Once, I was being verbally and sexually harassed at the mall by a group of teenage boys. My ears became hot with anger and I felt as though my blood was beginning to boil. I wanted to scream at them. But I didn’t. Instead, I vented to a “friend” of mine. This friend responded with the statement, “There’s no need to get upset over nothing.”
Yes, I am getting upset. No, it is not over nothing.
I get upset when white, straight, upper-class girls say that since they have never felt afraid to go out in public alone, I have no reason to be afraid.
I get upset when I am stopped by police officers for taking a walk in my own neighborhood.
I get upset when people shout obscenities and slurs at me when I walk down the street in “dyke” clothing.
I get upset when my parents tell me that I need to “stop dressing so butch.”
I get upset when people ask me, “Where are you from?” as if it’s impossible for me to be from the United States.
I get upset when girls ask me if I’ve ever had a crush on them as soon as they learn about my sexual orientation.
I get upset when people ask me if I have any straight friends.
I get upset when people ask me if I have any white friends.
I get upset when people ask me if I’m in an open relationship with my boyfriend simply because I’m bisexual.
I get upset when people ask me if my relationship with my boyfriend is some kind of diversity statement.
I get upset when people tell me to “get over it.”
I get upset when people say, “It’s all in your head.”
I get upset when people do not understand what it means to be depressed.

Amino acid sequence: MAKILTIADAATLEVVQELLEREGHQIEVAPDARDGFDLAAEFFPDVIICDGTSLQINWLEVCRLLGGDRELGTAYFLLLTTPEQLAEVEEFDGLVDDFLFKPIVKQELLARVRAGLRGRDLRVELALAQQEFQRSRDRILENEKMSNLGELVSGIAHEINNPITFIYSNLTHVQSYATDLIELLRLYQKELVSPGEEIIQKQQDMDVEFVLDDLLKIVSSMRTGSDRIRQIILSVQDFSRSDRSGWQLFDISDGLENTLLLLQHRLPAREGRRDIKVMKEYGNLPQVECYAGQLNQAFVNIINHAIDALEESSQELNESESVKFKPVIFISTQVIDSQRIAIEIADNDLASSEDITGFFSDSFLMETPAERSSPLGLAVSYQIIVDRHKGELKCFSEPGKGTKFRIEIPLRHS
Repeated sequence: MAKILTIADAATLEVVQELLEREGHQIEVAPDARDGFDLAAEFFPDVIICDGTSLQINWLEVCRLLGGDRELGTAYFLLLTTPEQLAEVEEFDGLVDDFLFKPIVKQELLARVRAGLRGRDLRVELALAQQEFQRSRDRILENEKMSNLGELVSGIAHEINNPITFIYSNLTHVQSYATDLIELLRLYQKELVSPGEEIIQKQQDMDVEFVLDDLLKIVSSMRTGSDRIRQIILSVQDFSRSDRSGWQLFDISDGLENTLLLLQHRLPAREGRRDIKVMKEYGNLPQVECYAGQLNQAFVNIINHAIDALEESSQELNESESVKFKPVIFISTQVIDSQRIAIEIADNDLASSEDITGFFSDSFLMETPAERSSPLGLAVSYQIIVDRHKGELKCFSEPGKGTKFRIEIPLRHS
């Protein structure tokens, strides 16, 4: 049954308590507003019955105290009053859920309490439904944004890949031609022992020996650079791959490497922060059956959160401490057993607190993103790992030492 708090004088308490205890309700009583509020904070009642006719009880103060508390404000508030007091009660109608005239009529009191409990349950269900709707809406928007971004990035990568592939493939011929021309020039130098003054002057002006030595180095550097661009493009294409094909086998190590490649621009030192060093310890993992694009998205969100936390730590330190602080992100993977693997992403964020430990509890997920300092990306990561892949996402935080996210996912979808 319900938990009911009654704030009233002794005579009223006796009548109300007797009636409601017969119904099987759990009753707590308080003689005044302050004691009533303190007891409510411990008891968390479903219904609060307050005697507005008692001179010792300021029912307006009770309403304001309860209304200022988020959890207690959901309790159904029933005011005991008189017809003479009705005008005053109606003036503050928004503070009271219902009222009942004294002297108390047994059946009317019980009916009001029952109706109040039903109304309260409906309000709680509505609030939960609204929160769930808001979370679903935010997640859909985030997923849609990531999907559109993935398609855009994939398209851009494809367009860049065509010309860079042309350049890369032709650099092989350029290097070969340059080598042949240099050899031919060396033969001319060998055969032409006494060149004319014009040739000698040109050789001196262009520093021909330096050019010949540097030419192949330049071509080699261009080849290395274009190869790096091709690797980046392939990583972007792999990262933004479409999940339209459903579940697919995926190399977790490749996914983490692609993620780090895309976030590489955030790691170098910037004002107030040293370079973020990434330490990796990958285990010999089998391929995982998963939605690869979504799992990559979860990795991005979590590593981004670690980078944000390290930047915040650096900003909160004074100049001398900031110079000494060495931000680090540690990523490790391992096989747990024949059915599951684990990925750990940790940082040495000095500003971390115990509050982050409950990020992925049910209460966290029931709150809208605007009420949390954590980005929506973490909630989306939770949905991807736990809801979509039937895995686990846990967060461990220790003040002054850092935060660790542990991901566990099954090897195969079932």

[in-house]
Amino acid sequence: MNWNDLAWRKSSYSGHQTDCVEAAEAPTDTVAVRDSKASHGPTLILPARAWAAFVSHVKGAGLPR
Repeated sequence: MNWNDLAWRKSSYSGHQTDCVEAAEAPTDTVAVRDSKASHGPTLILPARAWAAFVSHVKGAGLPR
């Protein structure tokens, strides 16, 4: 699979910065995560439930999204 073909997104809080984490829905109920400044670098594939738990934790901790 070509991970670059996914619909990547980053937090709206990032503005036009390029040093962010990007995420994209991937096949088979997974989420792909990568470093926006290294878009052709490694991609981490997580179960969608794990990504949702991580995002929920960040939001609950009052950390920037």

I get upset when people use the word “depressed” as a synonym for “bummed out.”
I get upset when people see my scars and call me an “attention whore.”
I get upset when I cannot freely walk through my own house without the fear of knowing that at any moment, I could be judged, ridiculed, or reprimanded because of my body and the way that I look.
I get upset when straight white men make jokes about their friends being fags or queers.
I get upset when a local news station refers to an entire community by simply calling us “gays,” as if our sexual orientation is our only identifier.
I get upset when people do not understand that the fear of being harassed, assaulted, discriminated against, or even killed because of my biological gender, my gender identity, my sexual orientation, my skin color, my race, my ethnicity, my weight, my mental health, and/or my partner is constant and ever-looming.
I get upset when people, who have never known what it means to live your entire life in a constant state of fear, attempt to dictate how I should and should not feel.
You have no right to decide a goddamn thing for me. Because you can and will never even fathom what it feels like to live in a world that you are simply a guest in.